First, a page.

# Some basic facts about connectedness and compactness

Reference: Hocking and Young’s Topology, Dover Publishers. Chapter 1: Topological Spaces and Functions.

Definition : Separated Space: A topological space is separated if it is the union of two disjoint, non empty, open sets.

Definition: Connected Space: A topological space is connected if it is not separated.

PS: Both separatedness and connectedness are invariant under homeomorphisms.

Lemma 1: A space is separated if and only if it is the union of two disjoint, non empty closed sets.

Lemma 2: A space S is connected if and only if the only sets in S which are both open and closed are S and the empty set.

Theorem 1: The real line $E^{1}$ is connected.

Theorem 2: A subset X of a space S is connected if and only if there do not exist two non empty subsets A and B of X such that $X = A \bigcup B$, and such that $(\overline{A} \bigcap B) \bigcup (A \bigcap \overline{B})$ is empty.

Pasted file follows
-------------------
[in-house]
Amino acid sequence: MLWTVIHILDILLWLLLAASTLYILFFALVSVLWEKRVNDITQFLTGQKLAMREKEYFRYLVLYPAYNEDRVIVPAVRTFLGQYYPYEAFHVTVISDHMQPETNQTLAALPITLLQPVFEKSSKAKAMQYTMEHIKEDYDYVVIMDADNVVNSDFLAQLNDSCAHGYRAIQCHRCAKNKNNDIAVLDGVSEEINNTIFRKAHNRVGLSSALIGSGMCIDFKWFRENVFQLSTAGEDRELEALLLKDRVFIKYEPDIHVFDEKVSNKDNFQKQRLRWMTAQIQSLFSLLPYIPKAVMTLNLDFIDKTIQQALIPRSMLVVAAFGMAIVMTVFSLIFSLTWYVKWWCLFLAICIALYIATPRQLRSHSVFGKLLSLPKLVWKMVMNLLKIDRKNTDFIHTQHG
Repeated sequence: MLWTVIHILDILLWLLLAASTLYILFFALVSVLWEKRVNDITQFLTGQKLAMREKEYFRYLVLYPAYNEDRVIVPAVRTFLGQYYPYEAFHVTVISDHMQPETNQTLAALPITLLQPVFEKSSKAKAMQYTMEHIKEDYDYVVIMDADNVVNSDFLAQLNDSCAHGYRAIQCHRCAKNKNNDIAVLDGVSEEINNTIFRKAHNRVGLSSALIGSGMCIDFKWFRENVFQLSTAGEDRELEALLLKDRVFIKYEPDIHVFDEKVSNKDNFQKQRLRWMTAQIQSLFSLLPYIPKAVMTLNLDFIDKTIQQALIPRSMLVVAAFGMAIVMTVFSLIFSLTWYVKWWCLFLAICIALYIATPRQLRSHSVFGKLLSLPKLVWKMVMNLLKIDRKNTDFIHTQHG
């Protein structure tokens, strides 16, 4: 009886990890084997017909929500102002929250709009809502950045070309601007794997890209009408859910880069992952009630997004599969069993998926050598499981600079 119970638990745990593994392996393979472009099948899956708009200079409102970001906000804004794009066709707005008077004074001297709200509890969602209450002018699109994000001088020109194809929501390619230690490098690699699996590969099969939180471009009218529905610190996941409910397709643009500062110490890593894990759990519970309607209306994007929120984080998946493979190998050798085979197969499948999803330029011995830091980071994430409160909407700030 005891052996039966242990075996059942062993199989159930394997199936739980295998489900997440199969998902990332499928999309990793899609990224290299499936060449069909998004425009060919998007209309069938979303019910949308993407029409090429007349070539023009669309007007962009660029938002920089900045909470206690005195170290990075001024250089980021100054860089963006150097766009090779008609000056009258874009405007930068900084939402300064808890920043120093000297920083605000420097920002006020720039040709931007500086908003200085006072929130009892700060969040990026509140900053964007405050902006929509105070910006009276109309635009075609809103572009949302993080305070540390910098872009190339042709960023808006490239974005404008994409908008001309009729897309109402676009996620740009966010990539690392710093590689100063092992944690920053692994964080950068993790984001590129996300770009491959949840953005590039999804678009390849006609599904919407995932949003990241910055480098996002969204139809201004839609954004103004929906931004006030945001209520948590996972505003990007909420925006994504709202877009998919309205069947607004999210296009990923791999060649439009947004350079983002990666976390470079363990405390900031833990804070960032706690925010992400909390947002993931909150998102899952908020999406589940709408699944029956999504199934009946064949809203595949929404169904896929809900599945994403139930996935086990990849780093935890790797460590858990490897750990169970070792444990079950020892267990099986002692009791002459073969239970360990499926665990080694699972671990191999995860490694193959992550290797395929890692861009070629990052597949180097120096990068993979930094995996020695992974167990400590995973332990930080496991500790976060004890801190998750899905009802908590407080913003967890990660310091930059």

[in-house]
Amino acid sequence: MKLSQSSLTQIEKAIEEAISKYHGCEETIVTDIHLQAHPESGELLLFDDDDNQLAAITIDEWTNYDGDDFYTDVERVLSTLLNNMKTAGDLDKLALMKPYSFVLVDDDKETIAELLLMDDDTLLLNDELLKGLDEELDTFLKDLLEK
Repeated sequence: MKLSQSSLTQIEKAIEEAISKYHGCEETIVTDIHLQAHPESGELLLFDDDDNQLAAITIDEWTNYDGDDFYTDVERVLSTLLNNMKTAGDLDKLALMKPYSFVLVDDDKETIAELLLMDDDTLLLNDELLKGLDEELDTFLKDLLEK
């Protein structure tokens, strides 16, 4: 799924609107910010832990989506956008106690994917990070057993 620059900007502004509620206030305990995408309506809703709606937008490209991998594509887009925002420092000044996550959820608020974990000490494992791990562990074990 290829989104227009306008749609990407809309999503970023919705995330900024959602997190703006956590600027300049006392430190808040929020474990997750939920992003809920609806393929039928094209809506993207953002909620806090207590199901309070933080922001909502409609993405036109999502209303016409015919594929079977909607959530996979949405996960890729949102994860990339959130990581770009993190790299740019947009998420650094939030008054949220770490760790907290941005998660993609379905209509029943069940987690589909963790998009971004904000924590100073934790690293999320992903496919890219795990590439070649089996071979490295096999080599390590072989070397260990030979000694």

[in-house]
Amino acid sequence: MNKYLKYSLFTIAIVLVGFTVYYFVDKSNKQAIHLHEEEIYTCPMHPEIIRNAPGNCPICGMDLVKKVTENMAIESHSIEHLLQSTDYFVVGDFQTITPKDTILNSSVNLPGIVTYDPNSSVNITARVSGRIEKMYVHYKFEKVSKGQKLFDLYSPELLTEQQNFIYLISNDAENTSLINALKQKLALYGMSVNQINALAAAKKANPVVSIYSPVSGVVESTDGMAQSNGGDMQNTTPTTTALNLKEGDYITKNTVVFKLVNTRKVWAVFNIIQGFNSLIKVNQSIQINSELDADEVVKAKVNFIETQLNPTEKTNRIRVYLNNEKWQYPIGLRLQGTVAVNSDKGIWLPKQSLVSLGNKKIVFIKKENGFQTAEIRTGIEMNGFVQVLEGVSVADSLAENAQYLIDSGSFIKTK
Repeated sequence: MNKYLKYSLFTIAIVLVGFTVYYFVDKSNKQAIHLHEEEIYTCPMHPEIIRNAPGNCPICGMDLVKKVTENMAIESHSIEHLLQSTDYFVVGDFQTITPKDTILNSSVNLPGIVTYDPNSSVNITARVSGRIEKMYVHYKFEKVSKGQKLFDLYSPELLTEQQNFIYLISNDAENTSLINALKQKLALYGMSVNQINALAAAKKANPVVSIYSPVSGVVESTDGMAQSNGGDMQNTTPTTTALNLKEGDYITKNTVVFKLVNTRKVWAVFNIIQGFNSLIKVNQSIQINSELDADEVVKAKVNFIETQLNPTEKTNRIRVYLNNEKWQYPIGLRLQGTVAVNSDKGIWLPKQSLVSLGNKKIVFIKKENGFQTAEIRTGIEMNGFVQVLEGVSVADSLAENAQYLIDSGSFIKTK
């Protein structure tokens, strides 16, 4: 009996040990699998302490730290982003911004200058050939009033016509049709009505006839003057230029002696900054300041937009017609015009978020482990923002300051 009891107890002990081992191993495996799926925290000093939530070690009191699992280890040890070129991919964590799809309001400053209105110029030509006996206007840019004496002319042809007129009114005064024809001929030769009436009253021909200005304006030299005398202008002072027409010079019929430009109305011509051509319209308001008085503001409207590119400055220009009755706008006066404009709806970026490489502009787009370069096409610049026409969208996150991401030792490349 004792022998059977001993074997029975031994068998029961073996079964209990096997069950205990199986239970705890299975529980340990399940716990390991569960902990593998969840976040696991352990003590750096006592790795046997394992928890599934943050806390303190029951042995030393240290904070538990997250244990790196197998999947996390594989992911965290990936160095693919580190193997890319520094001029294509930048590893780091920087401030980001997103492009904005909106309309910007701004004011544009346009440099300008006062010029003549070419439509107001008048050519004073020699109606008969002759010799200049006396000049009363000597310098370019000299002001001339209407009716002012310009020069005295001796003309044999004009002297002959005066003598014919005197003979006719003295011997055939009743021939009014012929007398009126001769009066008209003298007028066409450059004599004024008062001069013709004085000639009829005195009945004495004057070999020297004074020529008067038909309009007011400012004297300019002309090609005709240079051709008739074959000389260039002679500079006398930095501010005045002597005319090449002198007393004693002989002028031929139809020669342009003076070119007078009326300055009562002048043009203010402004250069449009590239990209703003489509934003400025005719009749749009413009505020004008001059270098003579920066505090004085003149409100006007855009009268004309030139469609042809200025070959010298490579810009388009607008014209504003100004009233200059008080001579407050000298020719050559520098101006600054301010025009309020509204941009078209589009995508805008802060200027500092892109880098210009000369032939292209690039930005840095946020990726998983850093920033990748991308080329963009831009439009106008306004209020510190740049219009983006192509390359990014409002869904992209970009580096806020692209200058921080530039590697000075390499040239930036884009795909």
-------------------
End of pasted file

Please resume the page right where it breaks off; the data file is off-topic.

Note the above is Prof. Rudin’s definition of connectedness.

Theorem 3: Suppose that C is a connected subset of a space S and that $\{ C_{\alpha}\}$ os a collection of connected subsets of S, each of which intersects C. Then, $S = C \bigcup (\bigcup_{\alpha}C_{\alpha})$ is connected.

Corollary of above: For each n, $E^{n}$ is connected.

Theorem 4:

Every continuous image of a connected space is connected.

Lemma 3: For $n>1$, the complement of the origin in $E^{n}$ is connected.

Theorem 5: For each $n>0$, $S^{n}$ is connected.

Theorem 6: If both $f: S \rightarrow T$ and $g: T \rightarrow X$ are continuous, then the composition gf is also continuous.

Lemma 4: A subset X of a space S is compact if and only if every covering of X by open sets in S contains a finite covering of X.

Theorem 7: A closed interval $[a,b]$ in $E^{1}$ is compact.

Theorem 8: Compactness is equivalent to the finite intersection property.

Theorem 9: A compact space is countably compact.

Theorem 10: Compactness and countable compactness are both invariant under continuous transformations.

Theorem 11: A closed subset of a compact space is compact.

Cheers,

Nalin Pithwa.

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